Clinical Practice Guidelines for Sustained Neuromuscular Blockade in the Adult Critically Ill Patient

Michael J. Murray; Heidi DeBlock; Brian Erstad; Anthony Gray; Judi Jacobi; Che Jordan; William McGee; Claire McManus; Maureen Meade; Sean Nix; Andrew Patterson; M. Karen Sands; Richard Pino; Ann Tescher; Richard Arbour; Bram Rochwerg; Catherine Friederich Murray; Sangeeta Mehta

Disclosures

Crit Care Med. 2016;44(11):2079-2103. 

In This Article

Abstract and Introduction

Abstract

Objective: To update the 2002 version of "Clinical practice guidelines for sustained neuromuscular blockade in the adult critically ill patient."

Design: A Task Force comprising 17 members of the Society of Critical Medicine with particular expertise in the use of neuromuscular-blocking agents; a Grading of Recommendations Assessment, Development, and Evaluation expert; and a medical writer met via teleconference and three face-to-face meetings and communicated via e-mail to examine the evidence and develop these practice guidelines. Annually, all members completed conflict of interest statements; no conflicts were identified. This activity was funded by the Society for Critical Care Medicine, and no industry support was provided.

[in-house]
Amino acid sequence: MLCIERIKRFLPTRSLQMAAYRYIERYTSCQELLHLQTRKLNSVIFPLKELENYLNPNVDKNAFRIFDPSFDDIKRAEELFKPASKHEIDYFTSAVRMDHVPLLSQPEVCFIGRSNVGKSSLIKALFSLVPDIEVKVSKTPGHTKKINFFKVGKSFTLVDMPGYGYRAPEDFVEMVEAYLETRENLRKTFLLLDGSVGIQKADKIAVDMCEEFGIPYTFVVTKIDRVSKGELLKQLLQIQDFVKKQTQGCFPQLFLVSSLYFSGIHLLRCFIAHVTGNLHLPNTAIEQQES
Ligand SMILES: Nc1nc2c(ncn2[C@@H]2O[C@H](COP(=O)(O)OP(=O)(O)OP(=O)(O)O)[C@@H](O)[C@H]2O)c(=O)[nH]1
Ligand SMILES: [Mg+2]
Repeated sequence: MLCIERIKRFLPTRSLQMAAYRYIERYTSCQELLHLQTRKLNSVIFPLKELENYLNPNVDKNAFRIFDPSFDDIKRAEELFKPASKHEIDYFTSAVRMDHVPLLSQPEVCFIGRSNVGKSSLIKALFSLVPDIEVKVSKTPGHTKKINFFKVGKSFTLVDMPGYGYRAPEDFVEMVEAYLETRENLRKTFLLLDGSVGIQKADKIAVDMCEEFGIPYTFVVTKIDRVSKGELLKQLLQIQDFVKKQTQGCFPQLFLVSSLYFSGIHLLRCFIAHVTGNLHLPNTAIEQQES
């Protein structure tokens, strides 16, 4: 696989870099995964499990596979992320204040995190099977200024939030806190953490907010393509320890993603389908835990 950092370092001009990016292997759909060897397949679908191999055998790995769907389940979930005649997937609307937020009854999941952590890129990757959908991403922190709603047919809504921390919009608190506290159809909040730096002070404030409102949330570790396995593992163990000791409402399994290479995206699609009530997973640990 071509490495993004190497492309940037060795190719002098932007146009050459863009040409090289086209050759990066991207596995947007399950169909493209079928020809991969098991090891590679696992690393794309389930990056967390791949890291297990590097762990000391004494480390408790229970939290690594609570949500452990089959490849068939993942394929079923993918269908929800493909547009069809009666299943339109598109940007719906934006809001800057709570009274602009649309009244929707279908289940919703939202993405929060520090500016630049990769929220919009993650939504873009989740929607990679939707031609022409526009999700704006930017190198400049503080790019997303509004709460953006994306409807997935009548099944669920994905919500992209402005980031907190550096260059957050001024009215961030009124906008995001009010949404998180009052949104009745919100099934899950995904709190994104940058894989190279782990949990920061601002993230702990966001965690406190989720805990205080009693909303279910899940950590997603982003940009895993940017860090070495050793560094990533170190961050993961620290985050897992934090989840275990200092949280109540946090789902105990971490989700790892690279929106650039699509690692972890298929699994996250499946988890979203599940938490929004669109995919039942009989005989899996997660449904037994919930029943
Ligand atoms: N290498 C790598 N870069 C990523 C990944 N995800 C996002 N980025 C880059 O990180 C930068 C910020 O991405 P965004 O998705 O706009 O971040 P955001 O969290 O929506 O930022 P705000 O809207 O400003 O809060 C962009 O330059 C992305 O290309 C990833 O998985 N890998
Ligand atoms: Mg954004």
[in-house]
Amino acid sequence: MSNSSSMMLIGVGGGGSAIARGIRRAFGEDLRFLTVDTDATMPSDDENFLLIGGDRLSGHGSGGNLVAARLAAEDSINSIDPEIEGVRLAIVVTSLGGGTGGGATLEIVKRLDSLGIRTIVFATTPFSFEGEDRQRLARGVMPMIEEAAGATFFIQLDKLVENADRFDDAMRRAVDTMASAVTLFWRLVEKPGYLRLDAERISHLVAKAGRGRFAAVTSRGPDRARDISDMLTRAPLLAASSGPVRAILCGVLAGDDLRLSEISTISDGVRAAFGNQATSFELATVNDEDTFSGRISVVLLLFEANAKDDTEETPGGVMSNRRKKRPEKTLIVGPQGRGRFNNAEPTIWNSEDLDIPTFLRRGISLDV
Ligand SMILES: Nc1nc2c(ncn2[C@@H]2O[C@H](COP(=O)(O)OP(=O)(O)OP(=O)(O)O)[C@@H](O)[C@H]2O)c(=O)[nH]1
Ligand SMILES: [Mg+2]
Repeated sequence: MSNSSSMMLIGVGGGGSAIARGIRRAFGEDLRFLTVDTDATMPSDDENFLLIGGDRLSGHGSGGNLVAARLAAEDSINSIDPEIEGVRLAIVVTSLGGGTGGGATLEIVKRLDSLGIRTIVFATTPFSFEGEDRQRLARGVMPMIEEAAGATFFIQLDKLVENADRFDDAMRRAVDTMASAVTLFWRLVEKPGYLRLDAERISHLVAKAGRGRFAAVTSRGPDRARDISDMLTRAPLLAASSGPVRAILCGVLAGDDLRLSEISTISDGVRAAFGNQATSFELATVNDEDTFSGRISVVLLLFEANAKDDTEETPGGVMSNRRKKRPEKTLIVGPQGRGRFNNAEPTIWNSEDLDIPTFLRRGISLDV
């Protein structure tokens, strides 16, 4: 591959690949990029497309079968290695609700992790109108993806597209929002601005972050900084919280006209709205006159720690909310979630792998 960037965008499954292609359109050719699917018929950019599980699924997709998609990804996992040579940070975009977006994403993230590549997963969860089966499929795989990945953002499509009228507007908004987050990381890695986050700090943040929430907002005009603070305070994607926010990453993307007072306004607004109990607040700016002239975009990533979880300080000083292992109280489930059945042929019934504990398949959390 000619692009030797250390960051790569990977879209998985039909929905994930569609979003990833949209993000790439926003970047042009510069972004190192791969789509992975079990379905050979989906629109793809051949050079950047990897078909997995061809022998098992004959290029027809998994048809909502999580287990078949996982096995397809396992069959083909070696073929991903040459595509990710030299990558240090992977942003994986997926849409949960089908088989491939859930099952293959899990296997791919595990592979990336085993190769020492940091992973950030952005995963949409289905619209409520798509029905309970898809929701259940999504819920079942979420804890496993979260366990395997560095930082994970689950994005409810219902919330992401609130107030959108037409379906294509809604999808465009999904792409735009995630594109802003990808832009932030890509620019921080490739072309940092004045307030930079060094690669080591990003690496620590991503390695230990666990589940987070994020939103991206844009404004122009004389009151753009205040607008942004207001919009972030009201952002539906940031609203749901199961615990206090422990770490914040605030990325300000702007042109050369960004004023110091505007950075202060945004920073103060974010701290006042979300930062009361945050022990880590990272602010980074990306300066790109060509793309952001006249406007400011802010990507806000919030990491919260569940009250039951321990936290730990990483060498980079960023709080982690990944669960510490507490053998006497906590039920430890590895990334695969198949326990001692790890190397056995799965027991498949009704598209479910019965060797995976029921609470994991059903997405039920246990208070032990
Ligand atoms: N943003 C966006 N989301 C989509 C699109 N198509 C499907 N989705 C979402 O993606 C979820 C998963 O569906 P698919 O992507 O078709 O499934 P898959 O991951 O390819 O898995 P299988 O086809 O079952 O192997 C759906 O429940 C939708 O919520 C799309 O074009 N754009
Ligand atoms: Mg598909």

Methods: Using the Grading of Recommendations Assessment, Development, and Evaluation system, the Grading of Recommendations Assessment, Development, and Evaluation expert on the Task Force created profiles for the evidence related to six of the 21 questions and assigned quality-of-evidence scores to these and the additional 15 questions for which insufficient evidence was available to create a profile. Task Force members reviewed this material and all available evidence and provided recommendations, suggestions, or good practice statements for these 21 questions.